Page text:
Rhetoric in Ukraine has reinforced the fallacy of limited nuclear exchange

Since the end of the Cold War, Russia, the United States, France, and China have continued to possess and develop nuclear weapons below the strategic level of land-based and submarine-launched intercontinental-range ballistic missiles. The long-touted rationale for this was simple: non-strategic (or tactical) nuclear weapons are necessary to give the decision-maker more options and provide a credible proportionate deterrence response to the use of similar weapons by an adversary.

The rationale continues by implying that such nuclear weapons use would occupy a third and separate strategic conflict space between conventional war and all-out strategic nuclear exchange. It is necessary, it has been argued, to occupy that space to deter at all levels.

The profound implication of this line of reasoning is that this “limited nuclear exchange” space is both distinct and separate from conventional war below and nuclear Armageddon above, and that transitions between the spaces can be controlled. This is at best unproven conjecture.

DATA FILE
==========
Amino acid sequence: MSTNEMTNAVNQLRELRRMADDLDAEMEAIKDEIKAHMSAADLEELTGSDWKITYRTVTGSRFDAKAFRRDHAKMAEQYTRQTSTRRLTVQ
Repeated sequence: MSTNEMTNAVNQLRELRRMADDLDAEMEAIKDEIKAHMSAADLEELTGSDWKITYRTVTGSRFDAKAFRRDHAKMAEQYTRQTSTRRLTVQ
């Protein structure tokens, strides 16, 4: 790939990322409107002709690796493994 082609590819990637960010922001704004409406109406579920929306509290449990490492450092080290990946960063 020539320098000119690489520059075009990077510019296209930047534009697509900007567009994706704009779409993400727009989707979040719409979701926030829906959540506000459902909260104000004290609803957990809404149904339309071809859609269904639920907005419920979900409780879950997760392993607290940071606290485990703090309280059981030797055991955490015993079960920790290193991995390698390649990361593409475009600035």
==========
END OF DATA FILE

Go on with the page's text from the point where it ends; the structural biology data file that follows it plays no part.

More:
For many years, opponents to the continued existence of such tactical weapons in nuclear arsenals—including these authors—have argued to the contrary. Rather than being controlled, these transitions are simultaneously enabled, increased in probability, and accelerated by the very existence of such weapons.

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Author: HP McLovincraft

Seeker of rabbit holes. Pessimist. Libertine. Contrarian. Your huckleberry. Possibly true tales of sanity-blasting horror also known as abject reality. Prepare yourself. Veteran of a thousand psychic wars. I have seen the fnords. Deplatformed on Tumblr and Twitter.

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